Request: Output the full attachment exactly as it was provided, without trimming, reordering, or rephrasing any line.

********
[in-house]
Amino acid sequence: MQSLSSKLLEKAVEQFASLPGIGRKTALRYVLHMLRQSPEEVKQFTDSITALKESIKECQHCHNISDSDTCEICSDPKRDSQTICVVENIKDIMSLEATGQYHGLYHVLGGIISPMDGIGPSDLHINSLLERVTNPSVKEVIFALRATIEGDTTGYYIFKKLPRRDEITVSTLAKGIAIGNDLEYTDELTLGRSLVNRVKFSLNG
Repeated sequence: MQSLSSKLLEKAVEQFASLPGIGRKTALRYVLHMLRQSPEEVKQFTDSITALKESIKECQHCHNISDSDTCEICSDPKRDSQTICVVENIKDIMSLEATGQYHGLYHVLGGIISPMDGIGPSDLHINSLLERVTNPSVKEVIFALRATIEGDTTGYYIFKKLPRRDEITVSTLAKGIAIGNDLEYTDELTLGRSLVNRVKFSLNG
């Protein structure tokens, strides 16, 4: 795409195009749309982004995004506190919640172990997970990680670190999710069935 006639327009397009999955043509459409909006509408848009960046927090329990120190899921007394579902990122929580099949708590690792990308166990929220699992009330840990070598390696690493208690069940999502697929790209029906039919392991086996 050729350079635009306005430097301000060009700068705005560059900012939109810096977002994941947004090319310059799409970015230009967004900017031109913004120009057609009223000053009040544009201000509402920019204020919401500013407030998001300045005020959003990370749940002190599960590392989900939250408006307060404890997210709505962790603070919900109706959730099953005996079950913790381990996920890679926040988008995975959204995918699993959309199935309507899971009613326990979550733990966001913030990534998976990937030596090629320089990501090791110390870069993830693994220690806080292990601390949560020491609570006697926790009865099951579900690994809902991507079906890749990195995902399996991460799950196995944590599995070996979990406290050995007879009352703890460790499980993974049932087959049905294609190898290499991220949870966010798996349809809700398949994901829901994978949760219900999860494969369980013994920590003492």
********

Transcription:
[in-house]
Amino acid sequence: MQSLSSKLLEKAVEQFASLPGIGRKTALRYVLHMLRQSPEEVKQFTDSITALKESIKECQHCHNISDSDTCEICSDPKRDSQTICVVENIKDIMSLEATGQYHGLYHVLGGIISPMDGIGPSDLHINSLLERVTNPSVKEVIFALRATIEGDTTGYYIFKKLPRRDEITVSTLAKGIAIGNDLEYTDELTLGRSLVNRVKFSLNG
Repeated sequence: MQSLSSKLLEKAVEQFASLPGIGRKTALRYVLHMLRQSPEEVKQFTDSITALKESIKECQHCHNISDSDTCEICSDPKRDSQTICVVENIKDIMSLEATGQYHGLYHVLGGIISPMDGIGPSDLHINSLLERVTNPSVKEVIFALRATIEGDTTGYYIFKKLPRRDEITVSTLAKGIAIGNDLEYTDELTLGRSLVNRVKFSLNG
């Protein structure tokens, strides 16, 4: 795409195009749309982004995004506190919640172990997970990680670190999710069935 006639327009397009999955043509459409909006509408848009960046927090329990120190899921007394579902990122929580099949708590690792990308166990929220699992009330840990070598390696690493208690069940999502697929790209029906039919392991086996 050729350079635009306005430097301000060009700068705005560059900012939109810096977002994941947004090319310059799409970015230009967004900017031109913004120009057609009223000053009040544009201000509402920019204020919401500013407030998001300045005020959003990370749940002190599960590392989900939250408006307060404890997210709505962790603070919900109706959730099953005996079950913790381990996920890679926040988008995975959204995918699993959309199935309507899971009613326990979550733990966001913030990534998976990937030596090629320089990501090791110390870069993830693994220690806080292990601390949560020491609570006697926790009865099951579900690994809902991507079906890749990195995902399996991460799950196995944590599995070996979990406290050995007879009352703890460790499980993974049932087959049905294609190898290499991220949870966010798996349809809700398949994901829901994978949760219900999860494969369980013994920590003492």